Immigration and the Elderly: Foreign-Born Workers in Long-Term Care


August 1, 2007

Aging populations and the growing need to provide long-term care to the elderly are among the leading demographic, political, and social challenges facing industrialized countries, including the United States. As of 2004, 34.7 million people in this country had lived to their 65th birthday or beyond, accounting for about 12 percent of the U.S. population. Nearly 90 percent of the elderly population is native-born. By 2030, the number of older people in the United States is likely to double, reaching 72 million—or nearly one out of every five people. The aging of larger numbers of Americans will require significant increases in financial and human resources for healthcare support and other social services. As a result, immigrants will continue to play a significant role in the growth of the U.S. labor force in general and of the direct-care workforce in particular. It is in the best interests of long-term care clients, providers, and workers if governments and private donors foster high-quality training and placement programs rather than leaving the future of the direct-care industry to chance.

Among the findings of this report:

  • The 65+ share of the population grew from 4.1 percent in 1900 to 8.1 percent in 1950 to 12.4 percent in 2000, and is projected to reach 19.6 percent by 2030. In absolute terms, the 65+ population is projected to increase from 35.0 million in 2000 to 71.5 million in 2030.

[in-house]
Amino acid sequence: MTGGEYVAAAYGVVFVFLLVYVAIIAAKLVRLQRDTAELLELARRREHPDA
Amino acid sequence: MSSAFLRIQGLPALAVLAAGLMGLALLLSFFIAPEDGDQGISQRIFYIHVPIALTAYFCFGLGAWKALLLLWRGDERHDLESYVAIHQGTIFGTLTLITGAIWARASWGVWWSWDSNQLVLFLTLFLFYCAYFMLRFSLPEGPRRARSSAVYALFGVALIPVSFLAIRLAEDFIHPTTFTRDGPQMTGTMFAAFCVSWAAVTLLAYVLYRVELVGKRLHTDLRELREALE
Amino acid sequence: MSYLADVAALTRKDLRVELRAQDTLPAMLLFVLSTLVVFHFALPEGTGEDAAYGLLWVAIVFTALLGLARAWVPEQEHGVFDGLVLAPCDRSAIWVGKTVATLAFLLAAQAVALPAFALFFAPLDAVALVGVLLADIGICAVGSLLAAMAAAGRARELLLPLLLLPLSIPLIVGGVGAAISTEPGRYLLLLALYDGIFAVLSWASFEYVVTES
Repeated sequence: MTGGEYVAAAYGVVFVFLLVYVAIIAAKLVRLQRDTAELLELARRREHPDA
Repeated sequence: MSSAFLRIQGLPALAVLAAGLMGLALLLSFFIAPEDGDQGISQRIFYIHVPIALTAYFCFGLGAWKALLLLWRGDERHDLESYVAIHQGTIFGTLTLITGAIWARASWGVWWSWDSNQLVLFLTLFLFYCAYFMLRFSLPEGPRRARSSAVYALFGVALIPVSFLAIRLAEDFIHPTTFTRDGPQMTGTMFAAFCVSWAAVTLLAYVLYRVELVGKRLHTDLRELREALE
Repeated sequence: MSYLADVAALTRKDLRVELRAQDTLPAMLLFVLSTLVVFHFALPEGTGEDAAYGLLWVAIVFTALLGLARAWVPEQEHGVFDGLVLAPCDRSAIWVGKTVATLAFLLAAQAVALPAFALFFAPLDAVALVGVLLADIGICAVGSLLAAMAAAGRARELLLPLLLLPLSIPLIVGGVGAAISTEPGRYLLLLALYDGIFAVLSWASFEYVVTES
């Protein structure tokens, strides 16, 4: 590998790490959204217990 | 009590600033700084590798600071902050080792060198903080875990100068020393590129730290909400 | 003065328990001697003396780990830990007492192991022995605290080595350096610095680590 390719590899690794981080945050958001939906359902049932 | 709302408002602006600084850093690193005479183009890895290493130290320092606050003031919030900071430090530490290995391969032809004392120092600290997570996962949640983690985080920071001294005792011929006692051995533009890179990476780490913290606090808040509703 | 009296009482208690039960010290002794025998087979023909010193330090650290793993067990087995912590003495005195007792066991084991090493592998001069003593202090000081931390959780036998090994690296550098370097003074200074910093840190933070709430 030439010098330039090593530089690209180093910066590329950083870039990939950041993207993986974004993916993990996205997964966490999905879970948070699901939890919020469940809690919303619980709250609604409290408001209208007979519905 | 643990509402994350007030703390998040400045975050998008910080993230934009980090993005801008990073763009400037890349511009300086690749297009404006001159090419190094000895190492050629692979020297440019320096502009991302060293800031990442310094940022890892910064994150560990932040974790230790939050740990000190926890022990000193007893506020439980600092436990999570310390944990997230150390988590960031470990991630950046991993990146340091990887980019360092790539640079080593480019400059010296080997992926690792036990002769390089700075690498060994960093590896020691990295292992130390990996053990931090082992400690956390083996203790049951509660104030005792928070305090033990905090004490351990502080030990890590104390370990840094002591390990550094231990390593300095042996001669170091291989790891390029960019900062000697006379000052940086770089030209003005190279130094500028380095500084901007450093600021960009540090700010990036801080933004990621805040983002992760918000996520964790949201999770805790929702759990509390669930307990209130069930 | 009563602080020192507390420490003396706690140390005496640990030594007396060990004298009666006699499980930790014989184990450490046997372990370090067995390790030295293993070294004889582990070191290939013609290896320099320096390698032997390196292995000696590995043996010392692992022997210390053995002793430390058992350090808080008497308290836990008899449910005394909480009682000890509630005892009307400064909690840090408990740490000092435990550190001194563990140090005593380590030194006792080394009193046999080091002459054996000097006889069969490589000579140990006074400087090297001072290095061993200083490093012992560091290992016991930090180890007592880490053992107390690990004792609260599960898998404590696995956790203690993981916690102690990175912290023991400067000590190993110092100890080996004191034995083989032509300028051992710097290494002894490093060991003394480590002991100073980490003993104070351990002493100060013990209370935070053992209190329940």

• In 2000, 4.6 million elders, or 4.5 percent of the 65+ population, resided in nursing homes. The group that is most likely to require formal care—those age 85 and over—is projected to increase from 4.7 million in 2003 to 9.6 million in 2030 to 20.9 million in 2050.
  • The Bureau of Labor Statistics projects that the long-term care workforce will grow from 2.8 million to 3.7 million workers between 2004 and 2014—an increase of 34.7 percent. This is nearly three times higher than the projected growth rate of the U.S. labor force as a whole. After large numbers of baby boomers start to turn 85 around 2030, employment of direct-care workers will grow to about 6 million in 2050.
  • In 2005, there were 2.5 million direct-care workers age 18 and above in the U.S. labor force, accounting for almost 2 percent of all employed persons. Three quarters worked in nursing, psychiatric, and home-health jobs. One in five was born abroad. Nearly nine in ten were women.
  • U.S. immigration law provides virtually no opportunities for foreign paraprofessionals to work in the United States on a temporary basis or to come here as permanent immigrants. There are no temporary visas designed for direct-care workers and the number of immigrant visas available for all less-skilled workers is capped at only 5,000 per year.

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